Back high emissions targets

Back high emissions targets and lucrative stewardship programs

Peter Mailler is a third generation grain and cattle farmer on the NSW/Queensland border.

Peter Mailler is a third generation grain and cattle farmer on the NSW/Queensland border.


The Gauge: Grain farmer Peter Mailler says a high emissions reduction target is the key to compelling adequate funding for agricultural stewardship programs.


Anthony Albanese has announced that the ALP will pursue a net zero emissions target by 2050 in an attempt to establish some climate credential in the electorate.

The agricultural sector has an opportunity to capitalise on this announcement, but not the way you might think.

The Howard government was the first to exploit farmers to meet the nation's emissions reduction obligations under the Kyoto protocol.

The Coalition government leveraged GST distribution negotiations which resulted in the introduction of draconian state vegetation management laws particularly in NSW and Queensland.

Australia grossly exceeded its Kyoto targets and agriculture is still the only sector of the economy to have significantly reduced its emissions.

Farmers met, and are still meeting, the nation's emission reduction obligation at significant cost and without reward or compensation.

Related reading: Barnaby Joyce and Joel Fitzgibbon fiery climate clash in parliament halls

Based on that experience, it is understandable that many people in the bush would feel threatened by the ALP's political grandstanding on climate, but I see a high emissions reduction target (regardless of who proposes it) as a cornerstone of future economic, environmental and social stability in the bush.

Sadly, the response to suggestions of high net emissions reductions from many politicians and indeed many farm leaders has been negative - so far. It is entirely the wrong response.

In the face of overwhelming scientific evidence and consensus around climate and the flow on impacts to social and economic viability of rural and regional communities, it is past time for conversations about climate to be plainly honest and without a political agenda.

The cost of inaction on climate is now higher than the cost of action.

As a large land based country, the effects of climate change will be amplified here.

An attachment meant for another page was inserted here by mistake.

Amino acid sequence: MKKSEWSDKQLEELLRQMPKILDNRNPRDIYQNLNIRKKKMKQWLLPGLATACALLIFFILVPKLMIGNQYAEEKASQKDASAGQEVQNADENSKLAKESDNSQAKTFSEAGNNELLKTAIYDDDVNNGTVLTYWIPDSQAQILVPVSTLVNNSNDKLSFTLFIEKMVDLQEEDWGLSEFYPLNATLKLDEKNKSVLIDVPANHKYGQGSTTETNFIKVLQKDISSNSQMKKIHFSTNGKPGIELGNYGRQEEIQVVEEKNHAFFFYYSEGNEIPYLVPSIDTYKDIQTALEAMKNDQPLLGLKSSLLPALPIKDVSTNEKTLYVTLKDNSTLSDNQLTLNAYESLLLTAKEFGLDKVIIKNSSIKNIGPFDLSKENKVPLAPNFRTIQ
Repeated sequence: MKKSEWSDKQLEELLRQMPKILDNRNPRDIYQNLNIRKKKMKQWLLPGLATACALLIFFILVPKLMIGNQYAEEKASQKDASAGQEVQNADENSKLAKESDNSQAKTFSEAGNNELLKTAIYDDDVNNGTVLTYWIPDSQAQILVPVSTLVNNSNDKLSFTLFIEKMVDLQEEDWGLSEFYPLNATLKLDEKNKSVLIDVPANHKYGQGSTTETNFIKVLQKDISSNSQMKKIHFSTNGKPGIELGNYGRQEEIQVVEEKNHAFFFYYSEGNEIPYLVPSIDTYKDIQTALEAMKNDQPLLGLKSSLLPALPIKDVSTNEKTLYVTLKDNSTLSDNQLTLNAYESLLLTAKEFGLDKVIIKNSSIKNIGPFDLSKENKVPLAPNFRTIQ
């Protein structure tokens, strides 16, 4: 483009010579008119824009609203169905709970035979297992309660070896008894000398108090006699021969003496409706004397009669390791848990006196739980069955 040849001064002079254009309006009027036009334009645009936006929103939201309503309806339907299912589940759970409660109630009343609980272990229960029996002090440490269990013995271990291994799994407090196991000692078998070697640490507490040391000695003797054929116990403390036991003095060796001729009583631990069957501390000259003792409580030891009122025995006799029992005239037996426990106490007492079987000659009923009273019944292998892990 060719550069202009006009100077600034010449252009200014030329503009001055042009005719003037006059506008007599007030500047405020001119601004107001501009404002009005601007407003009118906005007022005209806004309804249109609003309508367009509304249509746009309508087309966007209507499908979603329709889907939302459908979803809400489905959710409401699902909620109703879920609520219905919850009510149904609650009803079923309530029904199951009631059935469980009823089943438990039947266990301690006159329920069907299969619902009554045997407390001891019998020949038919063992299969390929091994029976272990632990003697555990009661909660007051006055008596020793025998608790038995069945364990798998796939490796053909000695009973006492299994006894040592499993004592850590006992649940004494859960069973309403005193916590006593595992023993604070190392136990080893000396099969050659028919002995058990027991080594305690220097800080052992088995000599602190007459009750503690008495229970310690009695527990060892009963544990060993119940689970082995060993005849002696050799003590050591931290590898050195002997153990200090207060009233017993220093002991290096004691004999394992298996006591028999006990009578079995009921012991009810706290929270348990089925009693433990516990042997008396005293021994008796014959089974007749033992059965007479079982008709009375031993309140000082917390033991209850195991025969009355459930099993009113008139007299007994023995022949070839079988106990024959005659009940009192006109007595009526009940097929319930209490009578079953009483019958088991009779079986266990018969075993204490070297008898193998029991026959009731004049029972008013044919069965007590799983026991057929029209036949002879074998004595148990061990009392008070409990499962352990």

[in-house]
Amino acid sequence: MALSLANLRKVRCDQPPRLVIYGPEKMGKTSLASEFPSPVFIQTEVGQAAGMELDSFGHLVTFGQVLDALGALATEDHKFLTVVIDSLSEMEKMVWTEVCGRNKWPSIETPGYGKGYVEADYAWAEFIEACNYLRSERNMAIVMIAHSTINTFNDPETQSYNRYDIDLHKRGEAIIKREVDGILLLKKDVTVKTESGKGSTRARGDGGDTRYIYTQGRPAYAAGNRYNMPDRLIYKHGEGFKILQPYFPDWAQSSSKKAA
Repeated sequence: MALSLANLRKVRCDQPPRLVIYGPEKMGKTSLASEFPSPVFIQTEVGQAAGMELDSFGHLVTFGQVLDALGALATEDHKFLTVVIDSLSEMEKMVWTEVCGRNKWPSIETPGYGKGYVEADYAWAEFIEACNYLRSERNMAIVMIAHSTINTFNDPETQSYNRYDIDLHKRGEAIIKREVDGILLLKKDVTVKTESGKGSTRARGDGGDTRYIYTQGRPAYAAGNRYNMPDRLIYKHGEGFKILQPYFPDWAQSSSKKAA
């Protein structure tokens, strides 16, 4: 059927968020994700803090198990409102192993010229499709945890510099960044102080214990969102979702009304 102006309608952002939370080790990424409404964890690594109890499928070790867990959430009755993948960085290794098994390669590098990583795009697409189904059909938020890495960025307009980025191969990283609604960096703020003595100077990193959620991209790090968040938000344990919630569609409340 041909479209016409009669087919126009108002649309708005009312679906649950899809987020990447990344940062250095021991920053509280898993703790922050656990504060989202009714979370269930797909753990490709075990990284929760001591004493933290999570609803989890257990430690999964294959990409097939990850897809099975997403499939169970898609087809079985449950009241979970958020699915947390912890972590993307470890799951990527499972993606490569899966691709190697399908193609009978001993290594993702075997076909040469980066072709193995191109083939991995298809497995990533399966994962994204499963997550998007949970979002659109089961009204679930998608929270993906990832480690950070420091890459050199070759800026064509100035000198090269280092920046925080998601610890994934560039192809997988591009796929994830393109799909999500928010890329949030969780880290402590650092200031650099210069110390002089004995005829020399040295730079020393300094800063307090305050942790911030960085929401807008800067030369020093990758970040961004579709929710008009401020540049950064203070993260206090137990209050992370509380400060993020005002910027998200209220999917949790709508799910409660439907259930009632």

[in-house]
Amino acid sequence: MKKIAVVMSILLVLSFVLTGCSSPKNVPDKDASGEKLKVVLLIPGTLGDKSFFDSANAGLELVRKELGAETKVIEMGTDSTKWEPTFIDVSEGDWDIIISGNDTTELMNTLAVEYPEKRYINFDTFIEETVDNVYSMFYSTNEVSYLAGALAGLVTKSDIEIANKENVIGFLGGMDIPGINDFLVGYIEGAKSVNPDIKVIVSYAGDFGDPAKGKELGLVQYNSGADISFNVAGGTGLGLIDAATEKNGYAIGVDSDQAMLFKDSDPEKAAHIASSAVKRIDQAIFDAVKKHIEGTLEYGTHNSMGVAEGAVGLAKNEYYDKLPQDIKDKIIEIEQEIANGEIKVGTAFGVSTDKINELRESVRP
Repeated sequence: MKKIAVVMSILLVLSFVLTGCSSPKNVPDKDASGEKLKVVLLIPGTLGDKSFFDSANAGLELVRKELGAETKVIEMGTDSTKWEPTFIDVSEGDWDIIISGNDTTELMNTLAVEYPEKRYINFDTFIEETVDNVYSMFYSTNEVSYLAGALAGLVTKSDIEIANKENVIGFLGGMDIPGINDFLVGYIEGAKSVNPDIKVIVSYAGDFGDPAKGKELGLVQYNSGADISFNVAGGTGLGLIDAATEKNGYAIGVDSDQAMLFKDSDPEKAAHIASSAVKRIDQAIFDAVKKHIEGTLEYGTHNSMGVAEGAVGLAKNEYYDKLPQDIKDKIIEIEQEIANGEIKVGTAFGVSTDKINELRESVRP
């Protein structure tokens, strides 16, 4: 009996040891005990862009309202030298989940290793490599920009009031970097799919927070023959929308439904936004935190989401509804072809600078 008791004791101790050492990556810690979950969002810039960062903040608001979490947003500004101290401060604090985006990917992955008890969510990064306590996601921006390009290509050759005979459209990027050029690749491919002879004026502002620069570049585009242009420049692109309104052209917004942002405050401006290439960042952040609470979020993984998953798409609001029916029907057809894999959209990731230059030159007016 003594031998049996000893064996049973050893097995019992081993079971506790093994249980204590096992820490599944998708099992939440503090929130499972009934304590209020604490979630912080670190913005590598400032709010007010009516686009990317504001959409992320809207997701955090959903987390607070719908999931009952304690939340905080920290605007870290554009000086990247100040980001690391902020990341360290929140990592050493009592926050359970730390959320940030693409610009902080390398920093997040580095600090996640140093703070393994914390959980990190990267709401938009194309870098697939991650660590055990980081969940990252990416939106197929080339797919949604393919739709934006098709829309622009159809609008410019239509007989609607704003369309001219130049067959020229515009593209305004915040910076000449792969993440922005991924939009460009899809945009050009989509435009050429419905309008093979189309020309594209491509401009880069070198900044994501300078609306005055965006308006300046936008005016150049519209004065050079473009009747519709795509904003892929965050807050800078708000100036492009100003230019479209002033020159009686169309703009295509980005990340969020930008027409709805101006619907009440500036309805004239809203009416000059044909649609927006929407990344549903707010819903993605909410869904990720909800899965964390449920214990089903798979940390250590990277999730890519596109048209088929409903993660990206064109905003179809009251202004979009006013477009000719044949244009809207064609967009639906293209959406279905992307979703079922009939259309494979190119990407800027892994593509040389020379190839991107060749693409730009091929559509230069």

Australia's temperature rises will be significantly greater than the global average rises. Simply, we have more to lose than many other countries if global climate change is not addressed appropriately.

If rural and regional Australians are not proactive in the pursuit of solutions to the problems the entire population faces, then someone else will control the mechanisms of climate mitigation.

If we continue to reject necessary national reductions targets, we arm those who would force them on us with a justification to ignore our input on how net emissions reductions should be achieved.

We will again be forced to deliver without compensation and we simply can't bear that load.

There is a profound opportunity for rural and regional Australia in responding proactively to the challenges of climate change and simultaneously preserving and enhancing the natural capital that underpins our agricultural systems.

It is essential that we do.

There is an increasingly strong justification for market based systems to genuinely and adequately reward carbon sequestration and additionally reward biodiversity stewardship.

These are two key issues that society is increasingly demanding from farmers anyway.

We have seen several half-hearted political attempts at this through the Carbon Farming Initiative/Emissions Reduction Fund and the more recent Agriculture Biodiversity Stewardship Program.

While possibly well intentioned, these programs have been under resourced to the point where they can't deliver what is needed to farmers or the broader community.

Some politicians and ag leaders talk a big game on environmental stewardship.

They argue that there should be commercial frameworks for stewardship programs.

Unfortunately they undermine their position when they reject a high emissions reduction target because the high emissions reduction target is the key to compelling adequate funding for those same stewardship programs.

Australian agricultural leaders must engage proactively now with all sides of politics and advocate fiercely for both a high emissions reduction target and the necessary resources for the agricultural sector to deliver it for the nation by underwriting genuine commercial incentives.

Stewardship initiatives and resources must be coordinated at all levels of government and incorporated into a single market based program rewarding both carbon and biodiversity outcomes on farms across the nation.

There is an old saying that you can lead a horse to water, but you can't make it drink.

A high emissions reduction target is a key trough that is right in front of us and it will be more rewarding for rural and regional Australia if we jam our muzzle in and start drinking.

- Peter Mailler is a third generation grain and cattle farmer on the NSW/Queensland border.

The story Back high emissions targets first appeared on Farm Online.


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